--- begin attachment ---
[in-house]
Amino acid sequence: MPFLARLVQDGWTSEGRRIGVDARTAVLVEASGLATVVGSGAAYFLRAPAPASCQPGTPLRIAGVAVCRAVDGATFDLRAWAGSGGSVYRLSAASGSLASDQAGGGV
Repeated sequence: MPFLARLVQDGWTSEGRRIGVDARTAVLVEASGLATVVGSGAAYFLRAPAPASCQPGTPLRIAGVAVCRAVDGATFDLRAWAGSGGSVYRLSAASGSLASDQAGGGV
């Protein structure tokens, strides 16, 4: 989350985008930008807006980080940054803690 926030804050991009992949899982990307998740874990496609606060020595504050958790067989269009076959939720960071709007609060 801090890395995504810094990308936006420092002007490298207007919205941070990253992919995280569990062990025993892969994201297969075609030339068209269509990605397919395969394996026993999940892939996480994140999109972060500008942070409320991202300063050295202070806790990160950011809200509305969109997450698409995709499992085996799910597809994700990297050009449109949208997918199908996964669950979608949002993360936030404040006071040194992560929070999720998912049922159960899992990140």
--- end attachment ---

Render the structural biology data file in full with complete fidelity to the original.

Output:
[in-house]
Amino acid sequence: MPFLARLVQDGWTSEGRRIGVDARTAVLVEASGLATVVGSGAAYFLRAPAPASCQPGTPLRIAGVAVCRAVDGATFDLRAWAGSGGSVYRLSAASGSLASDQAGGGV
Repeated sequence: MPFLARLVQDGWTSEGRRIGVDARTAVLVEASGLATVVGSGAAYFLRAPAPASCQPGTPLRIAGVAVCRAVDGATFDLRAWAGSGGSVYRLSAASGSLASDQAGGGV
């Protein structure tokens, strides 16, 4: 989350985008930008807006980080940054803690 926030804050991009992949899982990307998740874990496609606060020595504050958790067989269009076959939720960071709007609060 801090890395995504810094990308936006420092002007490298207007919205941070990253992919995280569990062990025993892969994201297969075609030339068209269509990605397919395969394996026993999940892939996480994140999109972060500008942070409320991202300063050295202070806790990160950011809200509305969109997450698409995709499992085996799910597809994700990297050009449109949208997918199908996964669950979608949002993360936030404040006071040194992560929070999720998912049922159960899992990140």